Dailan Pugh, North East Forest Alliance, January 2022
Why are forest transects worthwhile? With enough replicates they can be extrapolated across the whole of, or part of, a logging area to quantify:
- Current carbon storage and future sequestration potential (with application of an appropriate formulae basal area can be converted into above and below ground biomass volumes, and thus carbon storage, growth data can be applied to quantify CO2 sequestration)
- Densities of hollow-bearing and recruitment trees (for comparison to retention requirements (are there enough, will some be cut down?), including NRC recommendations for enhanced protection)
- Densities of special trees, ie Koala feed trees (for comparison to retention requirements, in Cherry Tree they can be used to determine whether the forest would constitute core Koala habitat if it was on private land in accordance with the Koala SEPP, and for determining whether the EEC Grey Gum-Grey Box WSF is more widespread where there is a rainforest understorey)
- Basal areas (which is the basic regulatory tool, ie requirements to retain 10-12m2)
These results can be compared to the logging protocols to identify potential logging impacts.
Conducting another survey in Doubleduke State Forest Feb 2021
The methodology can also be applied to logged forests to identify tree removal, damage to retained trees, and test compliance with CIFOA requirements. With diameters of stumps (adjusted for taper to estimate dbhob) a variety of other comparisons can be made.
For the Sandy Creek Koala Park we did plots in a patch of oldgrowth which enabled me to contrast this with the logged-over forests to assess the effects of a century of logging on biomass, carbon storage, tree hollows and nectar production.
On Sunday Andrew Murray and myself trialled undertaking a forest transect in Cherry Tree SF. We concluded that best would be a 100x20 m transect within which every tree >10 cm diameter (diameter at breast height (1.3m)) is measured (preferably with a dbh tape). For each tree identify: species, dbh, whether it is a canopy tree (estimate canopy height, ie 25-35m), presence of hollows (small, medium, large), signs of animal usage (such as distinctive Koala scratches, Koala scats, Yellow-bellied Glider notches), and logging damage (ie stumps, logging damage - if in logged area).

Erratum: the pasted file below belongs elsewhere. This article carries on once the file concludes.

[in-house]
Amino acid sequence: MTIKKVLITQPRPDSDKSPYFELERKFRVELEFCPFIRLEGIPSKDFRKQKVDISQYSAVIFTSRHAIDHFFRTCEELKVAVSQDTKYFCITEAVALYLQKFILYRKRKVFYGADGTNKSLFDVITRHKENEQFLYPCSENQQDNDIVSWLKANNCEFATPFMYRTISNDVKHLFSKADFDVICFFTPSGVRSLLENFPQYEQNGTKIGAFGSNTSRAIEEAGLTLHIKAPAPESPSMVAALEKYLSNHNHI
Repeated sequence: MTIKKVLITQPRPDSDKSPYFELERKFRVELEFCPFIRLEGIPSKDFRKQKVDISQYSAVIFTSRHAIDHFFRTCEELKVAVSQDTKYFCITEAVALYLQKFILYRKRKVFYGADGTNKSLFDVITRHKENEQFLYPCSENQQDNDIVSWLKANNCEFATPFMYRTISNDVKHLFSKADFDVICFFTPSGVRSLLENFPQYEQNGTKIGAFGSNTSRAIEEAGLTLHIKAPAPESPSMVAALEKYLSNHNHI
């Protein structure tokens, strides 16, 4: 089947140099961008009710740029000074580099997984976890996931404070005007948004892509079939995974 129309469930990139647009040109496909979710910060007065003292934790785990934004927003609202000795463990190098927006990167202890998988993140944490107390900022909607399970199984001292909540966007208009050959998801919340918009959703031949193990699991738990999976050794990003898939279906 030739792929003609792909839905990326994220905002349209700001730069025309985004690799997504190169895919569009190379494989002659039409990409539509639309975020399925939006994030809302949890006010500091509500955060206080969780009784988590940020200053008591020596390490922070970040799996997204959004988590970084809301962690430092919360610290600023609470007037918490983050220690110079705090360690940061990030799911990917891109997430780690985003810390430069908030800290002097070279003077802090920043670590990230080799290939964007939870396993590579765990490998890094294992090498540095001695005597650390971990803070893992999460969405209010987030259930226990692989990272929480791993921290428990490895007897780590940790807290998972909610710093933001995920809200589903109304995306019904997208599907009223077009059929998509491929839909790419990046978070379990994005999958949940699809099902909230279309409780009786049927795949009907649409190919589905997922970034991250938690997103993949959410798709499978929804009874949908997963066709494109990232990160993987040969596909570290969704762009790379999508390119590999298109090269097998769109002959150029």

We broke the transect into 2x50m transects, ran a 50m tape out and marked points 10m each side at each end to sight outside edges. Where the understorey restricts sighting along the edges of the transect, more tags may be required. Each 50x20m transect is 1,000m2. You could combine 2 50x20m plots as we did to make a 100x20m plot to better sample overstorey, or you could also do some stand alone 50x20m plots to better sample variation. You need to GPS each end of transect. I also took GPS locations for each Koala feed tree (ie scratched trees).
You need to have someone who can identify tree species. A dbh tape is best to measure tree diameters, otherwise the most accurate way is probably to measure tree circumference with a normal tape and later convert to diameters. Also you need a GPS (or another means of identifying each end of the transect), a 50m tape, and a 10m tape. Transects could take a few hours each.
Transects need to be spread throughout the proposed harvest area and located randomly in an area of interest – the aim is to sample the range of variation that occurs. The more the better, with numbers depending on the area. For Sandy Creek we did 12-29 x 500m2 plots in each of 5 State Forests, and even 12 plots (ie 6,000 m2) seemed sufficient to provide a reasonable estimate of structure – so I reckon 6 x 100m transects is probably enough to reasonably sample Cherry Tree. For Sandy Creek we did 12.6m radius circular plots at 50m spacings, though I think 100x20m (or 50x20) will be more useful for characterising overstorey.
Download the representative data sheet here - one page is likely to be needed for each 50x20m transect.
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